Amazon continues to drive change in the e-commerce arena, aggressively growing their next-day, Prime delivery initiative. Today, it is nearly impossible for most e-commerce merchants to offer the combination of free-shipping and next-day delivery to most of the continental US, without compromising profit using costly Express delivery services. However, by 2022, Amazon is on track to support affordable next-day delivery to most US addresses and, today, offers the largest on-demand, same-day delivery network, Amazon Flex, in North America.
The question begs, what drives Amazon’s speed-to-market, competitive advantage?
- Over 110 Giant Fulfillment Centers – No other merchant, 3PL, or parcel carrier comes close to the scope and size of Amazon’s fulfillment center network, which allows them to put more product SKU’s closer to the consumer.
- Amazon’s Growing Last Mile Delivery Network – This network boasts hundreds of local delivery terminals and tens-of-thousands delivery vehicles/drivers, all focused on the e-commerce, home delivery.
- Amazon Air – Amazon’s exclusive fleet of over 60 wide-body cargo jets, whose sole focus is to support positioning and repositioning of merchandise in support next-day delivery, is a huge competitive advantage.
How 3PL Companies Can Compete Against Amazon
The Amazon fulfillment advantage is overwhelming, but not impossible to compete against.
For example, large big-box merchants like Walmart and Target are using their stores as forward stocking fulfillment centers to support same-day/next-day delivery and in-store pick-up by the consumer. However, this solution is not an option for most e-commerce merchants, that possess no retail footprint. These merchants are still dependent on their existing, 2-day ground delivery model via regional fulfillment centers.
While the 2-day ground model is reliable and cost-efficient, it cannot support same-day and next-day delivery across most markets that are served via this legacy distribution model.
Two-day ground delivery is not dead, but it is old news. E-commerce merchants and 3d party fulfillment service providers must design and embrace affordable same-day and next-day delivery solutions, if they are to take back Amazon’s speed-to-market delivery advantage.
The Micro Fulfillment Center (MFC) Revolution
This is how the MFC model works:
- 3rd party fulfillment organizations and only the largest retailers locate smaller fulfillment centers close to or within large metro marketplaces, nearer to the consumer.
- These forward stocking, micro fulfillment centers can serve multiple merchants, and support same-day and next-day delivery to the consumers in the immediately adjacent metro marketplaces.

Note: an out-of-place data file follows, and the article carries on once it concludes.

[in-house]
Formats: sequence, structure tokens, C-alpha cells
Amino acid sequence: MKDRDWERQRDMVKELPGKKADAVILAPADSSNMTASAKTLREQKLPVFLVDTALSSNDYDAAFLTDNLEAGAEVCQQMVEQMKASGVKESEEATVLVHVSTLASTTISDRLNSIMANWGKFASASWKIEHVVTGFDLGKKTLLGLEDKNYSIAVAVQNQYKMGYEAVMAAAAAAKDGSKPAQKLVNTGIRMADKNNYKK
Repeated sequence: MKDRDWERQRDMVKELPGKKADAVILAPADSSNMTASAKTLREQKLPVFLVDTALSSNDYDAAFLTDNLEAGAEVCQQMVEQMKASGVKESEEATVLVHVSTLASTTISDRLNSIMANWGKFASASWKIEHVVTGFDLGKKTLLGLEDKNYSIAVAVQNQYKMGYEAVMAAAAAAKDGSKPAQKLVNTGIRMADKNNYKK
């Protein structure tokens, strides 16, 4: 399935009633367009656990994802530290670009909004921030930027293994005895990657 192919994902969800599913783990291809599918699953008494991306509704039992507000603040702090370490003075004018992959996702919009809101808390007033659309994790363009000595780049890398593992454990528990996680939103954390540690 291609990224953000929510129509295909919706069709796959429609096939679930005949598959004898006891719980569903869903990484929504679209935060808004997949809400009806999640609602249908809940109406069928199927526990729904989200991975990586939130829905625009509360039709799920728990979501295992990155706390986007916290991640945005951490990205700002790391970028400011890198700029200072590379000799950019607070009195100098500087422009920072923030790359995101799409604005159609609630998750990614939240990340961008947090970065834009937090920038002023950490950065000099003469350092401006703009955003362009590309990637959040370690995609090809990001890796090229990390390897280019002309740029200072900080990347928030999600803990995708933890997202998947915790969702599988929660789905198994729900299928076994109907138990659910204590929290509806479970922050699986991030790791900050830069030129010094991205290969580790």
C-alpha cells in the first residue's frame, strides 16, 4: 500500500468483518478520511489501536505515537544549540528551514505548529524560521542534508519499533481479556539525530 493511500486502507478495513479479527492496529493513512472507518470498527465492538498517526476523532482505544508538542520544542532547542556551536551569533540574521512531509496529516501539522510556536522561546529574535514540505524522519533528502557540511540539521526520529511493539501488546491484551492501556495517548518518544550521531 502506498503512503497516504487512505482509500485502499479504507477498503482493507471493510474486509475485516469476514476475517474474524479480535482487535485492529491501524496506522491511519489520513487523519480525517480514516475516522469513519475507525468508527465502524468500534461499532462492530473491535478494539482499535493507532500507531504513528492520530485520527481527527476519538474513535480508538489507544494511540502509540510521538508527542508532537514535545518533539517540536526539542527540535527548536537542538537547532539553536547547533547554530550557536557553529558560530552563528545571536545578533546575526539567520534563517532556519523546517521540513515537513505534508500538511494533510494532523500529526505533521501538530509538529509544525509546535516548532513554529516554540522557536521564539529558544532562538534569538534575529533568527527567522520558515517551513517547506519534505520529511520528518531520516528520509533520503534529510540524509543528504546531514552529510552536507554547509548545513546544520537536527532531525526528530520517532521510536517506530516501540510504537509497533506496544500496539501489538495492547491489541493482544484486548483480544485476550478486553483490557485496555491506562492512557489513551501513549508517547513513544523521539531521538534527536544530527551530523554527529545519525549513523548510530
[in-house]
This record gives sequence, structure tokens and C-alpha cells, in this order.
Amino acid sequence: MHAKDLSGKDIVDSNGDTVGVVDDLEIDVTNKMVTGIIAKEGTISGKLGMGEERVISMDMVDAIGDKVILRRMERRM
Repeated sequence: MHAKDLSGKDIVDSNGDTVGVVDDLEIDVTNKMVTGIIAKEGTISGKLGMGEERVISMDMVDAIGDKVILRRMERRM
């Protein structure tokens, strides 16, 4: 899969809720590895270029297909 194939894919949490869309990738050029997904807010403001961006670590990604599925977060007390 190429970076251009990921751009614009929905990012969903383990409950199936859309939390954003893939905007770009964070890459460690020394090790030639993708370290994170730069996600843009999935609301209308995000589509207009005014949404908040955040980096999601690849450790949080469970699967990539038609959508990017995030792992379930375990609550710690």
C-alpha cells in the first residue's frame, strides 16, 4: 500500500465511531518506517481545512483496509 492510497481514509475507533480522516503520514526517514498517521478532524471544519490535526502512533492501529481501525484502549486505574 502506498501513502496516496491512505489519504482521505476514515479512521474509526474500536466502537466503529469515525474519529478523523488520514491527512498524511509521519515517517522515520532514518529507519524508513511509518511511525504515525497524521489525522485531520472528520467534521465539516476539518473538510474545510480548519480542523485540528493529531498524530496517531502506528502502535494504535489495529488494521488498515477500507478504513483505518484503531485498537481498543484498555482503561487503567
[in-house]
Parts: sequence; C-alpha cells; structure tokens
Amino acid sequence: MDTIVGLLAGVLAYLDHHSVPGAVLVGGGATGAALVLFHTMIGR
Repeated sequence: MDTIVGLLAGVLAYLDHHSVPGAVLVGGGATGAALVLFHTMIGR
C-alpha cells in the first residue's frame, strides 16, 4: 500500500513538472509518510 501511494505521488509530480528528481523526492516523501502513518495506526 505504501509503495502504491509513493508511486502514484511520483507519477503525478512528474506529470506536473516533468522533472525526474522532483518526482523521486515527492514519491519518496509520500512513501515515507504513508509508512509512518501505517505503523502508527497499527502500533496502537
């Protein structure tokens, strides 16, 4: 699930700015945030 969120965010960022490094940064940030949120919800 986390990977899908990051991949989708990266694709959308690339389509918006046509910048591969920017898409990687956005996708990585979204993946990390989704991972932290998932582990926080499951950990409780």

- MFC’s tend to incorporate robotic product pick technology that drives faster order processing and lower operational cost, specific to labor expense.
- MFC’s support fewer SKU’s versus large fulfilment centers, and usually warehouse products with high turn-over rates.
- Ideally, replenishment of MFC’s takes place during off-peak traffic periods, and in many cases, during the late evening and early morning hours.
Delivery Service Options
- Same-Day Delivery – The MFC model is ideally suited to be supported via a same-day, on-demand delivery solution, which matches up well with Amazon’s same-day delivery service offering, Amazon Flex.
- Next-Day Delivery – This service option allows for the bundling of multiple delivery stops within a route and the ability to make scheduled delivery stops, which drives efficiency and reduced cost per stop. Numerous carriers offer next-day, same market delivery, to include small local delivery companies and UPS/FedEx.
MFC’s Barriers to Success
- Land Acquisition Expense – Property within or adjacent to major metro markets is expensive.
- Robotic Product Pick Functionality – While robotics displaces human labor costs over time, upfront cost is high.
- On-Demand, Same-Day Delivery – This service can be costly if needed to support unbundled delivery stop routing, point-to-point deliveries.
- Middle Sized/Small Market Support – The MFC model only works well in large metro markets and struggles in smaller markets where it is difficult to achieve any reasonable kind of delivery stop density.
The 2-day ground fulfillment model is still relevant as there is much that the MFC cannot support and the MFC fulfillment model may only be suitable for smaller SKU’s. However, while the challenges to designing and implementing low-cost micro fulfillment solutions are numerous, they must be overcome if e-commerce merchants are to successfully compete against Amazon’s free shipping, same-day/next-day, Prime value proposition.
Survival in the marketplace is a great motivator towards overcoming barriers to success, so expect MFC fulfillment models to evolve and become viable e-commerce fulfillment solutions.
About the author
Contributing editor Dean Maciuba is Managing Partner of Last Mile Experts, an e-commerce last mile CEP consultancy. He advises clients on e-commerce, last mile, and courier express & parcel matters in the US and Canada.